One of the problems as you know, and I suppose it is a mixed blessing, is that Noah has a special needs brain in a "normal" kids body. I'm not sure that any of our neighbors truly grasp what is going on with him. He looks just fine, and sometimes he can act just fine. Even when I explain it, most people don't "get it" because to them he looks "normal."

Noah doesn't understand why the neighbor boys don't like him. He's really trying to be friends with them, albeit often awkwardly. He struggles socially and the other boys just don't get it. I've heard them say some very mean things to him. I've also heard him say some pretty stupid things back to them, so again, I find it difficult to complain when he is also part of the problem.

It's tricky. It's also complicated a bit because the mom is partially deaf, so she doesn't always hear what her boys are saying. And like all kids, they are good at knowing just when they can get away with it. I know they have verbally threatened my boys, but I can't guarantee that my boys haven't responded in kind. I know she doesn't think her kids are angels, and I know mine aren't, but I'm not quite sure how to handle this. She's a good mom and she doesn't let them get away with crap when she knows about it. It was actually her idea to keep the boys separated, and at the time I agreed. It was during a very difficult period for Noah and keeping him away from other kids that easily triggered him was just smart.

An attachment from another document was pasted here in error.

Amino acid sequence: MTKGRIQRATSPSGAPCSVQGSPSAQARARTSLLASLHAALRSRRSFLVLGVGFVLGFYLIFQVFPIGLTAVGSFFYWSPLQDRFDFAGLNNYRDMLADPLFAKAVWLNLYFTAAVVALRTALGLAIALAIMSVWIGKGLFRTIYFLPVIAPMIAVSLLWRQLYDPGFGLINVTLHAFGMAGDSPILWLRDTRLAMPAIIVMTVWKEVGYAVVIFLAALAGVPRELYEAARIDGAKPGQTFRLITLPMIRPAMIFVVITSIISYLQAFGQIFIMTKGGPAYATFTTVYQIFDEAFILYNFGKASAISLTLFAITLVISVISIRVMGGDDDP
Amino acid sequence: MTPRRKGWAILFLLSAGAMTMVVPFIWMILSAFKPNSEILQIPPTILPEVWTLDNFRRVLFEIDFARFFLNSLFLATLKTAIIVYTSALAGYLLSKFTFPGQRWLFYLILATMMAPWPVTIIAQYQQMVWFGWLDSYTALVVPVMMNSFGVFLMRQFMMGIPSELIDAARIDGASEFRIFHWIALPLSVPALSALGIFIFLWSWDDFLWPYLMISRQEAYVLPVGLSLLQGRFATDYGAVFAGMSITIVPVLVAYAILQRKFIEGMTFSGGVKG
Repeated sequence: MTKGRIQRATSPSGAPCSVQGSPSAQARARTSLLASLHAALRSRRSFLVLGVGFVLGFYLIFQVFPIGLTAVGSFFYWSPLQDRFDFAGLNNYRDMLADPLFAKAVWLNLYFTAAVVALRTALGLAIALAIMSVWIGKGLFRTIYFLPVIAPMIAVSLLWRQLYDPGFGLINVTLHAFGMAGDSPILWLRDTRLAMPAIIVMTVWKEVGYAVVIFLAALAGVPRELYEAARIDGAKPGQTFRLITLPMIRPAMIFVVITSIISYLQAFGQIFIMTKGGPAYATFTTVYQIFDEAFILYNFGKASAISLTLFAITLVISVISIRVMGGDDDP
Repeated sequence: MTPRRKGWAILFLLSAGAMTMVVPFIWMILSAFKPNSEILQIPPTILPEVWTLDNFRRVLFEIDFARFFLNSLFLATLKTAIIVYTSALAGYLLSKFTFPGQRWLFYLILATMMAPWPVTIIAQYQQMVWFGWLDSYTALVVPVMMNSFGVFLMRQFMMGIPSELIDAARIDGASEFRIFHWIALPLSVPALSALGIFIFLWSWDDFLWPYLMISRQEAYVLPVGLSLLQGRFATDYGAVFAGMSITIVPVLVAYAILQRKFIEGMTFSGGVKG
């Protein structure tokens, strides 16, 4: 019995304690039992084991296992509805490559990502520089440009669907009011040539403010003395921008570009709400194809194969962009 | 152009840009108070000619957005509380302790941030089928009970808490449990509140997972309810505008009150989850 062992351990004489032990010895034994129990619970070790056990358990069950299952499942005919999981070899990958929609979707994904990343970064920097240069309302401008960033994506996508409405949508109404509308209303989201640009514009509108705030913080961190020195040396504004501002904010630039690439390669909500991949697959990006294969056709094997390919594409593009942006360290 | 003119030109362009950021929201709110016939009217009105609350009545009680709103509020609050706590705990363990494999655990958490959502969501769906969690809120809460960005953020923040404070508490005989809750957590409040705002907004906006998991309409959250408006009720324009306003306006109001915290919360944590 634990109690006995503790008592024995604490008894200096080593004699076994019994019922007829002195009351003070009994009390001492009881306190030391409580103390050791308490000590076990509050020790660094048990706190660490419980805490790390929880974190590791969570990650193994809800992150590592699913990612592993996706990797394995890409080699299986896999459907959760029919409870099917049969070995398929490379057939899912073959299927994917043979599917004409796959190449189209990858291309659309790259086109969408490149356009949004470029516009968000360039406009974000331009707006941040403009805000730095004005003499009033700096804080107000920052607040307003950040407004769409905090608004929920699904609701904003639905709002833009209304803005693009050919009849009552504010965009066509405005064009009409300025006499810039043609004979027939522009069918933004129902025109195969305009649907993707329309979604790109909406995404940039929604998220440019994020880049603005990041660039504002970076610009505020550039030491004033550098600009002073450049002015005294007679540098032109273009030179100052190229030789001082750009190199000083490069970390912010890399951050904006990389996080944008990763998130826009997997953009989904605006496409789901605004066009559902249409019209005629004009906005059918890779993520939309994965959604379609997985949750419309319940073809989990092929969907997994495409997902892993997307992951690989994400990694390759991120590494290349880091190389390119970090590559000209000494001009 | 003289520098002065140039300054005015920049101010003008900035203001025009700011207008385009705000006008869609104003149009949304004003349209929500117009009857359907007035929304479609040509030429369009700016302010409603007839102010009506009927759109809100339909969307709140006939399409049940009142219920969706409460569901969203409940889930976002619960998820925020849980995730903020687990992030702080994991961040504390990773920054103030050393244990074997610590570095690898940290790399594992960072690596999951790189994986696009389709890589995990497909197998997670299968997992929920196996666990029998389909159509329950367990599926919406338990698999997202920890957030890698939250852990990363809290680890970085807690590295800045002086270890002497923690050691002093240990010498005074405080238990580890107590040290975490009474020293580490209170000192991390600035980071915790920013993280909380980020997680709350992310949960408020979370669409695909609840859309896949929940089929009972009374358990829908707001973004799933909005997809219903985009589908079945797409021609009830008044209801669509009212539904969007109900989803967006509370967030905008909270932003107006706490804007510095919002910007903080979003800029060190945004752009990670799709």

I like our neighbors. They have helped us out over the years, as we have helped them. They have their own struggles, and I know life isn't any easier for them than it is for us. Different struggles, but still struggles.

Obviously I will need to talk with the other mom. If we've done something to upset them I need to know so we can resolve it. Or maybe I'm just misreading her actions and nothing is wrong. 

Ultimately, I just want to find a way for our boys to get along. They don't have to be best friends, but they should be able to share a driveway and play a game of basketball together, without acting like they are enemies.

How do I declare our shared driveway an enemy free, threat free, space for fun and play, when I only own half of it?

And of course, just to make it all more fun, and by fun I mean ridiculously complicated and ugly, I really have no idea what The Other Family (TOF) has said and to whom.



  1. My philosophical starting point is that one is required to be civil to one's neighbors (as it stops the world from descending into anarchy) -- not to like them or their kids (or vice-versa). So you and the immediate neighbors are fulfilling the bare bones minimum required by the social contract.

    It's possible (and not necessarily unreasonable) that given all the water under the bridge between your and their kids (thrown stones, broken windows, nasty names & threats that go both ways) that Immediate Neighbor Mom prefers to maintain a cordial-and-nothing-more relationship between her kids and yours.... and you do need to talk to her to find out if that's the case. Take a basket of cookies or bottle of wine as a peace offering when you go over to chat with her.